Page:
It happened to me again this week. I am not sure whether it was watching the video of a 95 year old Billy Graham talking about the cross or serving communion this morning. The reality of God sending his son to die in my place in one of the most excruciating ways possible overwhelmed me. I don’t deserve what He did. None of us do. Then I read Hebrews 12:2
For the joy set before him he endured the cross, scorning its shame, and sat down at the right hand of the throne of God.
So what was the joy set before him? How could anything seem joyful in the face of certain death and taking the wrath of His father upon himself? As one commentator said, “He looked right through the Cross to the coming joy, the joy of bringing salvation to those he loves.” I am that joy and all those that have surrendered their lives to Him over the centuries and professed faith are His joy.
If He could look at the coming cross with joy, why are we so joyless all the time? In this cynical age, I can almost hear the responses now – but we are not God. That is true, but it doesn’t get us off the hook. One of the most challenging scriptures in the New Testament is Matthew 5:48 “Be perfect, therefore, as your heavenly Father is perfect.” No matter how you interpret that verse, it is clear that God has set a standard and he expects us to follow His example.
Over the years, I have been drawn to people that live out the reality of joy no matter what their circumstances. They have a way of seeing things that is profoundly different. Where others see obstacles they see opportunities. Where others see problems they see solutions. Where others see failure, they see the seeds of success. In the worlds eyes this can seem like naïve optimism. But they never knew my grandmother.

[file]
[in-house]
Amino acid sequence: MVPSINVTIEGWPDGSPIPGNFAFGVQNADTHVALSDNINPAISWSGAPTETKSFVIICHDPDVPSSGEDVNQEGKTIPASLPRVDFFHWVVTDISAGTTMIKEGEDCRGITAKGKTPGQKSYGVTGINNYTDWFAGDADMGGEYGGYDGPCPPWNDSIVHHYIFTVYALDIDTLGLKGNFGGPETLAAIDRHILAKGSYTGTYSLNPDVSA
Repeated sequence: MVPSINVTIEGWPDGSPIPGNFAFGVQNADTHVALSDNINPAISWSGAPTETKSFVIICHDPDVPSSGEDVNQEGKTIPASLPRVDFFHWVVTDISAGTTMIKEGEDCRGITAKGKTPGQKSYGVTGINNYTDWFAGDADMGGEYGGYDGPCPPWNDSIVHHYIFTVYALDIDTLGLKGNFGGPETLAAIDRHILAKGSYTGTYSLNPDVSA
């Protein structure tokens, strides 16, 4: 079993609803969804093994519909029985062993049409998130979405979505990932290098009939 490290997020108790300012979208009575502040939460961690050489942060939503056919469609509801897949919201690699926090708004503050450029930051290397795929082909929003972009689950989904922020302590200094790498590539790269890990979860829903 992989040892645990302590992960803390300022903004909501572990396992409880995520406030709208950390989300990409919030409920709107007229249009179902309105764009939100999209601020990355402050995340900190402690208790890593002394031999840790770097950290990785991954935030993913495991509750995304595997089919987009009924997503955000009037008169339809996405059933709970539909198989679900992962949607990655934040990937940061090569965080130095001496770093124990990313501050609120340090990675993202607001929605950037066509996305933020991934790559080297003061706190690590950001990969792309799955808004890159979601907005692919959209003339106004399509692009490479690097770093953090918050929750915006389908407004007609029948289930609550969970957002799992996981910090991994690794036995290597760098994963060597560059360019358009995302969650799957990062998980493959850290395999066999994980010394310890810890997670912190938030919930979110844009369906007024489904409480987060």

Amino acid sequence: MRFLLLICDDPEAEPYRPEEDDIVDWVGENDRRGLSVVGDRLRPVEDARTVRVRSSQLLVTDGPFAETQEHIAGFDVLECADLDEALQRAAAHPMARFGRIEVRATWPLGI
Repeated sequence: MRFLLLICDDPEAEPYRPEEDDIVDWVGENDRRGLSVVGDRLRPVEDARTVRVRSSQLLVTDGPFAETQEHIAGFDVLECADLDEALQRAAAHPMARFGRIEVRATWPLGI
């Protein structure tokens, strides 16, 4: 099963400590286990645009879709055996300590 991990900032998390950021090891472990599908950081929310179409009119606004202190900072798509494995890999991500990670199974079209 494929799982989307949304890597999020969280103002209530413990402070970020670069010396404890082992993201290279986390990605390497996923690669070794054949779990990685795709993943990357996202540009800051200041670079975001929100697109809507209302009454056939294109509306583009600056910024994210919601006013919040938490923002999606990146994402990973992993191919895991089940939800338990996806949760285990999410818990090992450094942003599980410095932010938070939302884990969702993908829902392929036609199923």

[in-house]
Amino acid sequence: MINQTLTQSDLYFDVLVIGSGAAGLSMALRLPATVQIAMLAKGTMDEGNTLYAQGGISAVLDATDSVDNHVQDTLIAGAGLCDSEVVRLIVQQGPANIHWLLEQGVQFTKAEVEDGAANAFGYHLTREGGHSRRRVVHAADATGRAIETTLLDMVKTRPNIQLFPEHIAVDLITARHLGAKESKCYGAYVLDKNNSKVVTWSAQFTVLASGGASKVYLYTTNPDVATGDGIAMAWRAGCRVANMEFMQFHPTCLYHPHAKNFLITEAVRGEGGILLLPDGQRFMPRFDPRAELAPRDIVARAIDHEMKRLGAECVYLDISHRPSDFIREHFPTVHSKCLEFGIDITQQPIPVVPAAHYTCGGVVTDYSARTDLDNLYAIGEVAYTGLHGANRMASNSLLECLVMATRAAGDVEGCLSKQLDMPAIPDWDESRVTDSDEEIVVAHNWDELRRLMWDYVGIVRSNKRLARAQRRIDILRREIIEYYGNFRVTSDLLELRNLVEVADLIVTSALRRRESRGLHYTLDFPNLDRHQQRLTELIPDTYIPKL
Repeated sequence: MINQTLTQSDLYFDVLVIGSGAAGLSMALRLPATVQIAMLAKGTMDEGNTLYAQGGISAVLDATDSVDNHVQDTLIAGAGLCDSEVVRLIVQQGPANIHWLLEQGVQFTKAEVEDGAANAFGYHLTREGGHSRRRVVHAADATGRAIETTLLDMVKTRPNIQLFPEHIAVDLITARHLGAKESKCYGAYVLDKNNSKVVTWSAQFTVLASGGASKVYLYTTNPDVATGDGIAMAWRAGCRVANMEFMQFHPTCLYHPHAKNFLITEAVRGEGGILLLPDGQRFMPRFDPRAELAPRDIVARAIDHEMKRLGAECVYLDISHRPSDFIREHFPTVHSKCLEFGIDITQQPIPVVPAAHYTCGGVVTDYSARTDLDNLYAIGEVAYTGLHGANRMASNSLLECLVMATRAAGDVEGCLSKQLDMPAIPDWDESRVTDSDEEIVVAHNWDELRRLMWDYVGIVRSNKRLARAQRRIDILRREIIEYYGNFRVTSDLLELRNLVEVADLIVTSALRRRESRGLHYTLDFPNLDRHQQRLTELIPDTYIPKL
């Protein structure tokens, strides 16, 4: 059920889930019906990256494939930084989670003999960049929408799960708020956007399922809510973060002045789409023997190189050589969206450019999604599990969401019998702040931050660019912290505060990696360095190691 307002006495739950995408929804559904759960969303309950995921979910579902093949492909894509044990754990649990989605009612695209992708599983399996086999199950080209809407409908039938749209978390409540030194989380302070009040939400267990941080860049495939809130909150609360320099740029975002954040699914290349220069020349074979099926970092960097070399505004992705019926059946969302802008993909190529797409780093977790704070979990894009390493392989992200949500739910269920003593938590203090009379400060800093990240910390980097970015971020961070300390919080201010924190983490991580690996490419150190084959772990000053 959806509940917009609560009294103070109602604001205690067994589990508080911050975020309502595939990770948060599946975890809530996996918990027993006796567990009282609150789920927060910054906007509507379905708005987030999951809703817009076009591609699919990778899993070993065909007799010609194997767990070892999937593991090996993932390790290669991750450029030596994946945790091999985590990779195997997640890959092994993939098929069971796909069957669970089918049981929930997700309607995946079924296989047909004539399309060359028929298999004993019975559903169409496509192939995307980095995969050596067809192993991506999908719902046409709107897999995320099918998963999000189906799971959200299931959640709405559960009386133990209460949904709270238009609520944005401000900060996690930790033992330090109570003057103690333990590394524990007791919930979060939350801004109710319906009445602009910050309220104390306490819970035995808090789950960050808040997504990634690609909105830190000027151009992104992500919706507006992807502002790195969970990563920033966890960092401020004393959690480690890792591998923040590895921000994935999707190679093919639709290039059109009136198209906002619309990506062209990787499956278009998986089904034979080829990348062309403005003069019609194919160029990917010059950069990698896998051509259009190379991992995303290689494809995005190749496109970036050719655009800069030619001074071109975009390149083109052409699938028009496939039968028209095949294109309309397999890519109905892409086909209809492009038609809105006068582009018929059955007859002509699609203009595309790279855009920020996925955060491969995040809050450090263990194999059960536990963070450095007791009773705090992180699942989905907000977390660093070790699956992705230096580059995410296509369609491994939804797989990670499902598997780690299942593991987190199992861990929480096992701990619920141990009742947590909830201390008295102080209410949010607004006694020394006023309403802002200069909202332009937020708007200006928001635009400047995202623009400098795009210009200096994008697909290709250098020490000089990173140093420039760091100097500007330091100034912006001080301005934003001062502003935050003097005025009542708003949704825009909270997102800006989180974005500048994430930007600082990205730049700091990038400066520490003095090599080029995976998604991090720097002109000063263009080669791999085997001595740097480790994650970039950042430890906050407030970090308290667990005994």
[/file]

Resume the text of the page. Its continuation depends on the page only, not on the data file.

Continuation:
Bessie Adams favorite song was Count Your Blessings. To this day, I cannot sing that song without seeing her face. She was an evangelist and a singer. She was a mother and a wife. She was a person of immense joy and she loved Jesus like no one I have ever met. She did not have an easy life being one of twelve children born in a small fishing village in the far south of England. Despite this she persevered with God. He was her all in all.
At a time when the Methodist church was dying and the little village churches were growing cold and empty, she saw possibility. Joining with George Fox and the Friends Evangelistic Band, she went from village to village teaching, singing and most of all sharing her testimony of the life changing power of the Holy Spirit. As she did this, her joy became contagious. People came to faith and she helped to light the fire of revival in that part of England. All this took place even before she met my grandfather.
I never knew my grandmother during those early years. I knew her after she had spent years raising a family often without the aid of her husband who was traveling overseas on a regular basis. I knew her in the later years when disease and health problems began to encroach. I knew her when the love of her life died before she did and she was left to fend for herself. The woman I knew had lived a life of challenge and change. Despite all this, she embodied the joy of her savior and it rubbed off on me.
Not only am I the joy of my savior, I am the joy of my grandmother. She made Jesus real to me in a way that mere words could not. She lived out a life of joy in the face of adversity that simply does not make sense – unless you knew Her Jesus. I am so glad that I do and I hope that I will be small reflection of that joy to those I interact with on a daily basis. Just like her, I am the unworthy recipient of extravagant grace.